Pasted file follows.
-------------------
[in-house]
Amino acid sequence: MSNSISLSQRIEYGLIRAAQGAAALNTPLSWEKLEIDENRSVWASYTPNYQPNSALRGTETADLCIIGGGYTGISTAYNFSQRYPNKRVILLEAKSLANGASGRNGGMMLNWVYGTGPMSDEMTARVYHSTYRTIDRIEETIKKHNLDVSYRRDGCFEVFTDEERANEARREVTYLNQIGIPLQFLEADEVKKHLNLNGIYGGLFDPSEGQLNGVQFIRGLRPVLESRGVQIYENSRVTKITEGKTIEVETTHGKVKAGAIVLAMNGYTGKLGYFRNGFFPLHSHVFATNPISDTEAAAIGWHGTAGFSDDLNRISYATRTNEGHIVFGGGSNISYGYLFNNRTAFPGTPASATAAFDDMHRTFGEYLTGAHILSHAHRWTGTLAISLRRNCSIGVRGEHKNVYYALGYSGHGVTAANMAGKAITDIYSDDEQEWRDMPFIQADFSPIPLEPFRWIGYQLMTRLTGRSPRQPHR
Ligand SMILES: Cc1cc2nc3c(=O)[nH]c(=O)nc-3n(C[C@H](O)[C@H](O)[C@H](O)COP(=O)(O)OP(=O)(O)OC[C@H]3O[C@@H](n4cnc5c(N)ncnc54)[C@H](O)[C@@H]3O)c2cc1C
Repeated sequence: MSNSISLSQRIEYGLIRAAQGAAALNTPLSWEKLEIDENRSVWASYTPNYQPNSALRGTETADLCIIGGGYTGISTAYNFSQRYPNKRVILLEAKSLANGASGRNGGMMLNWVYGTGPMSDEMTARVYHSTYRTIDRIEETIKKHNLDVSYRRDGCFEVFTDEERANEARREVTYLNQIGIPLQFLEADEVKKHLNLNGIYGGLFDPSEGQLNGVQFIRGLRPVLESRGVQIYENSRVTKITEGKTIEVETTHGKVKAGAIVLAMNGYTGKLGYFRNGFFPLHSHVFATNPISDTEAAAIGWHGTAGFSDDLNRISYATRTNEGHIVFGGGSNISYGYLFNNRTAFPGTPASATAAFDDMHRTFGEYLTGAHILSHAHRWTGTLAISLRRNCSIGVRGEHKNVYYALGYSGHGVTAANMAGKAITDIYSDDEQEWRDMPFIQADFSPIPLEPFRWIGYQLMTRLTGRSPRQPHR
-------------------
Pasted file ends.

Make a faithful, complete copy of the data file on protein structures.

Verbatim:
[in-house]
Amino acid sequence: MSNSISLSQRIEYGLIRAAQGAAALNTPLSWEKLEIDENRSVWASYTPNYQPNSALRGTETADLCIIGGGYTGISTAYNFSQRYPNKRVILLEAKSLANGASGRNGGMMLNWVYGTGPMSDEMTARVYHSTYRTIDRIEETIKKHNLDVSYRRDGCFEVFTDEERANEARREVTYLNQIGIPLQFLEADEVKKHLNLNGIYGGLFDPSEGQLNGVQFIRGLRPVLESRGVQIYENSRVTKITEGKTIEVETTHGKVKAGAIVLAMNGYTGKLGYFRNGFFPLHSHVFATNPISDTEAAAIGWHGTAGFSDDLNRISYATRTNEGHIVFGGGSNISYGYLFNNRTAFPGTPASATAAFDDMHRTFGEYLTGAHILSHAHRWTGTLAISLRRNCSIGVRGEHKNVYYALGYSGHGVTAANMAGKAITDIYSDDEQEWRDMPFIQADFSPIPLEPFRWIGYQLMTRLTGRSPRQPHR
Ligand SMILES: Cc1cc2nc3c(=O)[nH]c(=O)nc-3n(C[C@H](O)[C@H](O)[C@H](O)COP(=O)(O)OP(=O)(O)OC[C@H]3O[C@@H](n4cnc5c(N)ncnc54)[C@H](O)[C@@H]3O)c2cc1C
Repeated sequence: MSNSISLSQRIEYGLIRAAQGAAALNTPLSWEKLEIDENRSVWASYTPNYQPNSALRGTETADLCIIGGGYTGISTAYNFSQRYPNKRVILLEAKSLANGASGRNGGMMLNWVYGTGPMSDEMTARVYHSTYRTIDRIEETIKKHNLDVSYRRDGCFEVFTDEERANEARREVTYLNQIGIPLQFLEADEVKKHLNLNGIYGGLFDPSEGQLNGVQFIRGLRPVLESRGVQIYENSRVTKITEGKTIEVETTHGKVKAGAIVLAMNGYTGKLGYFRNGFFPLHSHVFATNPISDTEAAAIGWHGTAGFSDDLNRISYATRTNEGHIVFGGGSNISYGYLFNNRTAFPGTPASATAAFDDMHRTFGEYLTGAHILSHAHRWTGTLAISLRRNCSIGVRGEHKNVYYALGYSGHGVTAANMAGKAITDIYSDDEQEWRDMPFIQADFSPIPLEPFRWIGYQLMTRLTGRSPRQPHR